Sunday, April 30, 2017

Meeting our earlier selves

One strategy I have often enjoyed to get started writing is to find an intriguing quotation and react to it. I think of many of these posts as responses to a sentence or two; they are exercises in adding to the ongoing body of inherited ideas, planting a borrowed idea and seeing how it will flourish in my own soil.

I don't see total originality as a possible goal for me as a writer because I know I am indebted to all I have read and absorbed and to which I must contribute.

Today, thanks to Maria Popova, I found an arresting statement by Joan Didion: "We are well advised to keep on nodding terms with the people we used to be, whether we find them attractive company or not."

She is referring, I believe, to reviewing regularly her diary or journal entries from decades past and seeing what she was then thinking.

Didion's statement raises numerous questions for me. Can we in fact connect with the people we used to be? And: How much do we really change in a decade or two?

I don't have extensive journals in the confessional sense but a literary-spiritual journal that extends from 1980 to the start of this blog, and I am often surprised what I read there. The surprises are of two kinds: pleasant and unpleasant.

On the negative side, I am easily ashamed of the style of my earlier writing or at a na├»ve notion that I have recorded; I tell myself that my present self would never have written that. But the positive side is seeing how much I have learned, changed and developed over the years.  I have often been taken aback by a good insight I recorded in my journal, occasioned by an experience I have long forgotten.

The underlying question is: is the self I meet in earlier writing (or old photos) the same self as I am now?   My body over the years, including the brain, has changed radically, so in a very real sense I can say that I am not the same person I once was.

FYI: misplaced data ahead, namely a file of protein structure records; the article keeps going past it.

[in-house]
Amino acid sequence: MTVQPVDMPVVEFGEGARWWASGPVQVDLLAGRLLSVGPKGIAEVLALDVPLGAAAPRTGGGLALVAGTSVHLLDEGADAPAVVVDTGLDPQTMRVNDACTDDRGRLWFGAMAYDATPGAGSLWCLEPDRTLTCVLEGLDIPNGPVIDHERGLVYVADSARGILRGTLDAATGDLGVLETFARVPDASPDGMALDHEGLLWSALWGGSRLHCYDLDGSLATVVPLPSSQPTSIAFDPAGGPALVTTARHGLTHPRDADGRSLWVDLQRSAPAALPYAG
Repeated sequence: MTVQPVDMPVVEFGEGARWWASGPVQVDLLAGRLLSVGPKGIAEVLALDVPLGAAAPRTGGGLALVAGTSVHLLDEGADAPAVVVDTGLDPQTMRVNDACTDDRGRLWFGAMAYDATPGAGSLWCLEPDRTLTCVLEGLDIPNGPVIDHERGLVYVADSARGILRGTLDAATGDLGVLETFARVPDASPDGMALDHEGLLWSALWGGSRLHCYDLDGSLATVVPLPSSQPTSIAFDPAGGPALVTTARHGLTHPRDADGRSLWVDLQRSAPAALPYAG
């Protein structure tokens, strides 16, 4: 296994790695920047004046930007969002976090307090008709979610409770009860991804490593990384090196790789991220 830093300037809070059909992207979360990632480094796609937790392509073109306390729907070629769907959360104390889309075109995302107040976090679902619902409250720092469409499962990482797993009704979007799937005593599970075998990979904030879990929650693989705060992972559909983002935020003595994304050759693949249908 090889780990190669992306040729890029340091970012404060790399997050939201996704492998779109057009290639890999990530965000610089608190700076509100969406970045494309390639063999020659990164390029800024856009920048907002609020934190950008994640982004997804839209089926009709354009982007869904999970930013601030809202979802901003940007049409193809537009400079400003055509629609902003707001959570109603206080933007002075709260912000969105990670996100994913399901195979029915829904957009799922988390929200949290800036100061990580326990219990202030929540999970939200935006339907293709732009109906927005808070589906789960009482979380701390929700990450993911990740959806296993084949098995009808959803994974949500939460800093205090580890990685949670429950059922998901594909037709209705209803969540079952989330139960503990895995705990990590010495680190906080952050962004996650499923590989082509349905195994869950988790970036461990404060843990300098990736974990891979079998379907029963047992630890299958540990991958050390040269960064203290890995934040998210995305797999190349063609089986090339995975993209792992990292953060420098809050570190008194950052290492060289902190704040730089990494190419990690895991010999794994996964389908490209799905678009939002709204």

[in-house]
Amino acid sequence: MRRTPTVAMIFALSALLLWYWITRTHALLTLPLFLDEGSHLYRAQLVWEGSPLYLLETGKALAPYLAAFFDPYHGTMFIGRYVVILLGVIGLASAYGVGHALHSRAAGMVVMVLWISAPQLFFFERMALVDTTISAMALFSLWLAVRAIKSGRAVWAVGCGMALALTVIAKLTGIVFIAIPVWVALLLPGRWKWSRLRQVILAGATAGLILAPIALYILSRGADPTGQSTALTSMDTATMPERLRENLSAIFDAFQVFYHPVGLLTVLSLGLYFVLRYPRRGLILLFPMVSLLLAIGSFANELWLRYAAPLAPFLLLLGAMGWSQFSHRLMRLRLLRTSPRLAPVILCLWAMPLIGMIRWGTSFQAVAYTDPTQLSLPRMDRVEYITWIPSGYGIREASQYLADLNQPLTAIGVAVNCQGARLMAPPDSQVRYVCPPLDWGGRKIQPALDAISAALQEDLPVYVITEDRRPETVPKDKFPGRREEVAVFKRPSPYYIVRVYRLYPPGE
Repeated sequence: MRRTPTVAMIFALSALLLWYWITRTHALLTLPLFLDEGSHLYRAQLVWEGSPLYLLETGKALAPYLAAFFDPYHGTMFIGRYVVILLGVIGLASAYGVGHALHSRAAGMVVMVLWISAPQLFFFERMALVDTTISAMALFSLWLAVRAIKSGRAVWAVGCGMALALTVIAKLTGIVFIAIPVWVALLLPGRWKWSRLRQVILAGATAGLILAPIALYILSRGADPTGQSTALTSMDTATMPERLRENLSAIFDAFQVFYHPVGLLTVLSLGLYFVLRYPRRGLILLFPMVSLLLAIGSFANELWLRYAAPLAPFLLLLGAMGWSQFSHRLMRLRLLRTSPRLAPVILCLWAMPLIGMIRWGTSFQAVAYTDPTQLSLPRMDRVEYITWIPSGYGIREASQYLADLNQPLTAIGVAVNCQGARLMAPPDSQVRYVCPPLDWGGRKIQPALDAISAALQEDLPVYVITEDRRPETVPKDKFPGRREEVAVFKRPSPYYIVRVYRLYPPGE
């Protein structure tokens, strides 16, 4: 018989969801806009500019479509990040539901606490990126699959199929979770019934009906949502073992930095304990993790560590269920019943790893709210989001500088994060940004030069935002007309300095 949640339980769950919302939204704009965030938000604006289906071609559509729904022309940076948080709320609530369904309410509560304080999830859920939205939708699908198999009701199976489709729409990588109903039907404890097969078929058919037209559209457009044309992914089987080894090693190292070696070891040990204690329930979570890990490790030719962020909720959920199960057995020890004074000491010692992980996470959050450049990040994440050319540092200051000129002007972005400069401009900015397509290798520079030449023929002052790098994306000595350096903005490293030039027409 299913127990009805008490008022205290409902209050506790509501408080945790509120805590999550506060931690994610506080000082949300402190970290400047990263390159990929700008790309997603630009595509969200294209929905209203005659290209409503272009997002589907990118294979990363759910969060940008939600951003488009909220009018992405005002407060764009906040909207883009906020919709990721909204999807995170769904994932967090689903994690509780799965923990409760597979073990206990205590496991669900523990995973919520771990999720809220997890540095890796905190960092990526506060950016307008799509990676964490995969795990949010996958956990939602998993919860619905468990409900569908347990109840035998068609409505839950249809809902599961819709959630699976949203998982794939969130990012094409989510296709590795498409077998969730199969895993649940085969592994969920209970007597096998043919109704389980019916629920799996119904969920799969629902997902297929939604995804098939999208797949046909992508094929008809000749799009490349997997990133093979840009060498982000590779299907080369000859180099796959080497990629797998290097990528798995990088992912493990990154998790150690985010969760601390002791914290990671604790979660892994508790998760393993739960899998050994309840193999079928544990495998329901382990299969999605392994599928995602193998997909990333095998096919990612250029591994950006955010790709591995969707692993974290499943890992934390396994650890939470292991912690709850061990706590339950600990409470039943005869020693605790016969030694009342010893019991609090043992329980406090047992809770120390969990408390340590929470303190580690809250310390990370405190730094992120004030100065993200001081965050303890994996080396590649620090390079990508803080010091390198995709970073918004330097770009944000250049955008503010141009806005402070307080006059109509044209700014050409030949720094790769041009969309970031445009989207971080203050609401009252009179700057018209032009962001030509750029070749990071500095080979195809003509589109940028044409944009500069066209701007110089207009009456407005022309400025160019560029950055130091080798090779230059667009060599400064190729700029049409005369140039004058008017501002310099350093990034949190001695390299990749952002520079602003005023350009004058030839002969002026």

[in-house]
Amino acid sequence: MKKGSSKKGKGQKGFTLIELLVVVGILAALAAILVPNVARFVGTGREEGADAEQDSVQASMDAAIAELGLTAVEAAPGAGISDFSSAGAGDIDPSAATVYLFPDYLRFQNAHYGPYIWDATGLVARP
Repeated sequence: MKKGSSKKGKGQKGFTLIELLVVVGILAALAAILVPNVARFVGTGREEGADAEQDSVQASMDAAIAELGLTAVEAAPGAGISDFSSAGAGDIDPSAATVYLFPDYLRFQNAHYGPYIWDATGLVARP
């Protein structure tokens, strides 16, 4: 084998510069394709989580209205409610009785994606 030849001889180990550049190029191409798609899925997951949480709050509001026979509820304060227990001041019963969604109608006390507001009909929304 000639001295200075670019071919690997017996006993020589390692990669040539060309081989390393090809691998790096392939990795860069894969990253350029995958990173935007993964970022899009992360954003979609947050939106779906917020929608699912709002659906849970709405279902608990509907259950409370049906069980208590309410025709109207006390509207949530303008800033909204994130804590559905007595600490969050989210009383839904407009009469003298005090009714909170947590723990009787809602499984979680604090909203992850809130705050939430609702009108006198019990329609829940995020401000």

No wonder I shun school reunions since classmates of 40 or more years ago are not the same people I remember from our school days. You might say their inner or true self (or soul) is unchanged and unchangeable, but it is unlikely for anyone at a party or reunion to see each other's souls.

So I'm not sure I agree with Didion. I rarely review my old self except in the memories that are colored by my present apprehension of them.  Why should I revisit my struggles and insights of thirty years ago unless I want to remind myself of my progress since then--or the brilliance of a few of my former insights?

The main thing for me is that a quote like this becomes, for a writer, a great tool for exploring a new topic and discussing it with others. If you who are reading this have a reaction to Didion's statement, perhaps you could share it in the Comments section.  Thanks.

As a writing teacher, I know how useless it is for writers to think they must develop insights or stories out of thin air; no, we are always indebted to the vast web of insights recorded by others we can build on: hence the value of reading.

Wednesday, April 26, 2017

Lit Again
When I met several members of the Florida Writers Association recently to talk about "The Benefits of Blogging," I invited anyone interested to guest blog at this site. I am happy to say that Judith Minear accepted my invitation and sent in a brief memoir of a favorite teacher.  So thank you, Judy, for being my first guest blogger.   I welcome comments and ideas for future blog posts.  Contact me at

by Judith Minear


"Nothing moves me more-"

The note card had two elephants facing each other playfully. On the back was the  name of  an animal rights organization. Inside: pure gold.

English literature in high school has the potential to inflame young minds with the ability to find meaning in symbol. In the hands of an inspired teacher the flame can last a lifetime.